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Download it here: GCR Download.
GLOBAL CURRENCY RESET (GCR) & REVALUATION OF CURRENCIES (RV)
HISTORICAL OVERVIEW (EDUCATIONAL PURPOSES ONLY) 2015
To understand how and why currencies historically redeem, it’s wise to first look at the base monetary value and how that standard is assigned. First, one must look at the intrinsic universal value of gold historically, and accept that gold is now, and has always been, a currency. Also, consider that all in-ground assets, including oil, gems, minerals, and precious metal have all been traded like currency since the beginning of modern commerce.
This means that just as physical gold bullion or coins were once traded for everyday goods like we do today with paper or digital currencies, in theory, that never stopped. In fact, the new gold standard will see individuals exchanging physical gold for actual goods and services, including transactions between governments.
This is why the world going back to the old gold benchmark is so dramatic, and why it had to become the new benchmark by which all value is measured, as opposed to Central Bank-issued notes, sovereign bonds, banking instruments, derivatives, credit cards and local fiat currencies. The insurmountable debt those fiat philosophies created was crippling, irresponsible and immoral.
Thus, every monetary unit of value now has a real equity relationship to gold, with all either moving towards or away from the gold standard’s 1:1 ratio. Thus, the citizenry of the world is again playing on a level economic playing field.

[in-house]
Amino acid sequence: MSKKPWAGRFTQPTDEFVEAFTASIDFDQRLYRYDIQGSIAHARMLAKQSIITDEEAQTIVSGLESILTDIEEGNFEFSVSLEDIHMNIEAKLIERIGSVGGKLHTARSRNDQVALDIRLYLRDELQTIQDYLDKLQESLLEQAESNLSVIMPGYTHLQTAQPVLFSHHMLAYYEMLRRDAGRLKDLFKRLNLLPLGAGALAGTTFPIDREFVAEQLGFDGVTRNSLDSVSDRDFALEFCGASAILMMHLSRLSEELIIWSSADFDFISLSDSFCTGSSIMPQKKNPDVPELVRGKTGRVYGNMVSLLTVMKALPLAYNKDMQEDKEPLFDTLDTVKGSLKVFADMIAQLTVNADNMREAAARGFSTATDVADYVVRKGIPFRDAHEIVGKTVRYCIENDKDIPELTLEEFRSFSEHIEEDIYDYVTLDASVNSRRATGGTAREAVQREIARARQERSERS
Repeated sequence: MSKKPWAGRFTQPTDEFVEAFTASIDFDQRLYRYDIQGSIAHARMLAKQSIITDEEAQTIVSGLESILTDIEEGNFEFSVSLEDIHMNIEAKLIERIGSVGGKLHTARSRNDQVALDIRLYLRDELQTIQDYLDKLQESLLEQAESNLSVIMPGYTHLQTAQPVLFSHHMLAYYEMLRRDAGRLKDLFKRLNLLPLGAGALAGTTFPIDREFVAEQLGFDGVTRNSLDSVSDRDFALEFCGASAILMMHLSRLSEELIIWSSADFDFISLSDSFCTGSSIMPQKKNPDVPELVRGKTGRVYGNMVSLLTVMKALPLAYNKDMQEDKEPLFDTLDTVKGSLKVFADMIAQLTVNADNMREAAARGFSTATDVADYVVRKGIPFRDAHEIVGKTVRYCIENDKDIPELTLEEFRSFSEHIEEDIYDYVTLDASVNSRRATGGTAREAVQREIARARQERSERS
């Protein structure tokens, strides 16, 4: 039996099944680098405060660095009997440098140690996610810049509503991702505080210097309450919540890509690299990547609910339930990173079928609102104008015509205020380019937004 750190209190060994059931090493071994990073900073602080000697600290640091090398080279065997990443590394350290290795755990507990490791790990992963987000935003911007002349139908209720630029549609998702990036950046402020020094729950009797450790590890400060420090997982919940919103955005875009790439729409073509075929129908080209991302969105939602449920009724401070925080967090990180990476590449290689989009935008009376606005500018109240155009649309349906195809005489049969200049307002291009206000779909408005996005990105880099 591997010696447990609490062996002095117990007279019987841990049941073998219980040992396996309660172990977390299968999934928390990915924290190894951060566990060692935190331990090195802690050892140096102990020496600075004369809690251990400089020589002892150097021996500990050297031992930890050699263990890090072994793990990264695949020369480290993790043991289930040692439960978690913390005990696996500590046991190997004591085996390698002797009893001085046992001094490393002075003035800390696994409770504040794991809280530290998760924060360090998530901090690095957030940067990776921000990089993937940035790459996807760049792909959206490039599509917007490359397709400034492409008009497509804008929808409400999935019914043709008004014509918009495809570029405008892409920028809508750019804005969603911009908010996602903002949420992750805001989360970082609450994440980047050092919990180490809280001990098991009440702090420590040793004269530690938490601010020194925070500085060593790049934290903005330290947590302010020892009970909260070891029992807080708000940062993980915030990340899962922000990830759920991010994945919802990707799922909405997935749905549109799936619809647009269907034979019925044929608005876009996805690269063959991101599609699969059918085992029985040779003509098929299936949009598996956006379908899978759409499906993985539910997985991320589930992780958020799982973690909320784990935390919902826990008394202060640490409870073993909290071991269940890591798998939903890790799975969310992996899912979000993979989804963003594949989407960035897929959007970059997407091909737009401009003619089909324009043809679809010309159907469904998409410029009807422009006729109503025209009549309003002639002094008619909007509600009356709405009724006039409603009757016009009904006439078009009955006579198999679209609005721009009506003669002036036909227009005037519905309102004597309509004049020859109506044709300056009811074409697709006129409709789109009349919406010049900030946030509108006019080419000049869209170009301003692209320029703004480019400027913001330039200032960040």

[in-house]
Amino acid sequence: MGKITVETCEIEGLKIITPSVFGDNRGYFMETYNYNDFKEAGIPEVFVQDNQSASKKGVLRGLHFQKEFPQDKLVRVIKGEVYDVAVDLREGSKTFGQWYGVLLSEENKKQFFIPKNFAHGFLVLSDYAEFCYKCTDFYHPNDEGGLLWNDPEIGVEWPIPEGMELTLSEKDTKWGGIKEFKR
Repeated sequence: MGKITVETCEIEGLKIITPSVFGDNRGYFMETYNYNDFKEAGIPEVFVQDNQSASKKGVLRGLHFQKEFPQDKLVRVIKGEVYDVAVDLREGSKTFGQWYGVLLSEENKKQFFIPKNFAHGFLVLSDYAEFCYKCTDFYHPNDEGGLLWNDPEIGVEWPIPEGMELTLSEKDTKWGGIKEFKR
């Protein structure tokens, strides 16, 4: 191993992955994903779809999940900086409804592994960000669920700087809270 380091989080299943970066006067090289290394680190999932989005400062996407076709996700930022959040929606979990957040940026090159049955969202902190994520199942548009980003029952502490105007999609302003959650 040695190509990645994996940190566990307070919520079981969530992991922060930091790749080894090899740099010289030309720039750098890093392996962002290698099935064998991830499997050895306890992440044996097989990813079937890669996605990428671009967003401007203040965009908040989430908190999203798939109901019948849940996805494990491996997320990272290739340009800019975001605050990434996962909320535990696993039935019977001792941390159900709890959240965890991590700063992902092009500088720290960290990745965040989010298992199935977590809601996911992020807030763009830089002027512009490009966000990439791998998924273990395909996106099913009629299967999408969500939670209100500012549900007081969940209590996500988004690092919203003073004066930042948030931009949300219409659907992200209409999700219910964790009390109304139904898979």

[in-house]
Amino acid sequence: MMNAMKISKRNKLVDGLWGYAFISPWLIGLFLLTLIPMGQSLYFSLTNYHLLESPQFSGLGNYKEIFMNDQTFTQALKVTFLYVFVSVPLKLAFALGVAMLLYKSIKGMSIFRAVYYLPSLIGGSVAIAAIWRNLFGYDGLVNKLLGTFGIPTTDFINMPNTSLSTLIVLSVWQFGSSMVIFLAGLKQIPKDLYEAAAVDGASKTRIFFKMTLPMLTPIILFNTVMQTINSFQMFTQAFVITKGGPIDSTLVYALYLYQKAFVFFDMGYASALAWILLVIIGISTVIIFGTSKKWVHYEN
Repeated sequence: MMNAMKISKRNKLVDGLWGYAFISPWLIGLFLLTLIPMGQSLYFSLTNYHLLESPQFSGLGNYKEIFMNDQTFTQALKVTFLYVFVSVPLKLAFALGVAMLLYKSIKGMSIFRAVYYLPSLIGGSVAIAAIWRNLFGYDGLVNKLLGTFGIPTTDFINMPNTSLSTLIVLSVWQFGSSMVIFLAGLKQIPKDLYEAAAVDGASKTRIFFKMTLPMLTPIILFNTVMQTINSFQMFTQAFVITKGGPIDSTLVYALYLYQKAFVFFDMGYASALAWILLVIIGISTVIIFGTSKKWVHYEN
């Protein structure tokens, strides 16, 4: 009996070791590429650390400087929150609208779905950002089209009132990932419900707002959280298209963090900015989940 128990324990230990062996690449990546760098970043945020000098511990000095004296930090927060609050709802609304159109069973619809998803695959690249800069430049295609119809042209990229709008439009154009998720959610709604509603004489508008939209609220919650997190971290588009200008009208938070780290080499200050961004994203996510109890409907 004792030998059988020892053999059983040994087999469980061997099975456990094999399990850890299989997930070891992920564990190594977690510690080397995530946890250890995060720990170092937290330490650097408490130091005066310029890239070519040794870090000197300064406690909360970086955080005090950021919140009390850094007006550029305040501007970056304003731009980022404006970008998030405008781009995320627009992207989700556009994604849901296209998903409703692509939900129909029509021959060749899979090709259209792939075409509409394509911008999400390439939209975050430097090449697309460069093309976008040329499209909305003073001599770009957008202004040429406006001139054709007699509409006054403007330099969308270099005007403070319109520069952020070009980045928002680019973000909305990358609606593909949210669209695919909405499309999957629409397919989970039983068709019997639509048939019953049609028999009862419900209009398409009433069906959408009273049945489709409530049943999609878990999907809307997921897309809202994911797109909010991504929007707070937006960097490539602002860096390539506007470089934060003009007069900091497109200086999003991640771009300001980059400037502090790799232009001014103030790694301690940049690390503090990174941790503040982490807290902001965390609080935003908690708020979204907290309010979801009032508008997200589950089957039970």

However, to achieve such global harmony, all currencies must first adjust or “revalue” to an accurate and equitable gold standard. Some currencies will do so publicly and immediately—and be in a “first basket of revaluations” – such as the Iraqi Dinar, Vietnamese Dong, Zimbabwean Dollar and Indonesian Rupiah, while others will gradually and quietly transition as to not upset the masses or global money supply algorithms.
Once a currency is adjusted or is revalued, an arbitrage is created within an exchangeable value or price; thus creating economic opportunity for anyone who physically holds such an adjusted sovereign debt instrument and should they desire to redeem the currency in a bank, they can receive the difference as profit… or loss depending on which currency is held.
Now it is true some currencies will revalue up, while others will revalue down. And a few will even collapse and need to be taken out of circulation slowly like the ECB’s Euro and Federal Reserve’s USD; some are most certainly to spike much higher, like the Zimbabwean Dollar, which is scheduled to revalue as many as fifteen decimal places since 2009. Yet in the end, most will ultimately readjust unnoticed, with a select few not adjusting at all because they never left the gold standard measurement of value.
To better illustrate how international sovereign currencies of the world will move in relation to gold’s updated value, below is a graphic that visually shows the distance a currency must travel in order to unify with the current fair market value of gold.
[See booklet for graph: GCR Download.]